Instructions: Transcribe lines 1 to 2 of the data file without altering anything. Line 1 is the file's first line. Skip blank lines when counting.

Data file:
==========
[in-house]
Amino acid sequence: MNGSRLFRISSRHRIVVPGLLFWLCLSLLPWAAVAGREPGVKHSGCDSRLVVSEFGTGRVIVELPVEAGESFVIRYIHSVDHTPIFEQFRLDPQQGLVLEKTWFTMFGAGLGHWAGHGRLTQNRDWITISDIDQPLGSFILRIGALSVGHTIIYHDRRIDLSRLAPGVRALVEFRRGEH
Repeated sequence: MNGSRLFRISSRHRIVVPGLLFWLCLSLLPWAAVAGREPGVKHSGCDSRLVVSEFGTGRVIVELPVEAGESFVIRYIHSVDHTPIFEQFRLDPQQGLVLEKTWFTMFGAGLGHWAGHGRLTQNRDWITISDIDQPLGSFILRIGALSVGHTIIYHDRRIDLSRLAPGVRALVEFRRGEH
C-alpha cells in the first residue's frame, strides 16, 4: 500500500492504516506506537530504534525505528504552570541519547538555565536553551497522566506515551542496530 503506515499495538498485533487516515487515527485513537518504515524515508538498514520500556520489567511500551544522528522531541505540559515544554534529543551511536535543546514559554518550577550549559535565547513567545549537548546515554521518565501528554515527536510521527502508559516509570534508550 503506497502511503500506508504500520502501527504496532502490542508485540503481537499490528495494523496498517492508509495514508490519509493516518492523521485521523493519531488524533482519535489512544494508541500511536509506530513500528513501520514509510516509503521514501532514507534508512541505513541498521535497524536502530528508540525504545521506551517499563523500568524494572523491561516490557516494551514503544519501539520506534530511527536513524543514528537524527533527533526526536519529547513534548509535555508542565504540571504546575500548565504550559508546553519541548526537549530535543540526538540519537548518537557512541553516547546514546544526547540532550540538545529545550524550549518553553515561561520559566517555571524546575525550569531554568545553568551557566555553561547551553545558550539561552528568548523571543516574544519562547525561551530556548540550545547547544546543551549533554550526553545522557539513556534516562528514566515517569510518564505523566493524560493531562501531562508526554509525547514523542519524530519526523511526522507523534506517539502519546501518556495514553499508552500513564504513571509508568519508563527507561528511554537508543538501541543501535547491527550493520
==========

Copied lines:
[in-house]
Amino acid sequence: MNGSRLFRISSRHRIVVPGLLFWLCLSLLPWAAVAGREPGVKHSGCDSRLVVSEFGTGRVIVELPVEAGESFVIRYIHSVDHTPIFEQFRLDPQQGLVLEKTWFTMFGAGLGHWAGHGRLTQNRDWITISDIDQPLGSFILRIGALSVGHTIIYHDRRIDLSRLAPGVRALVEFRRGEH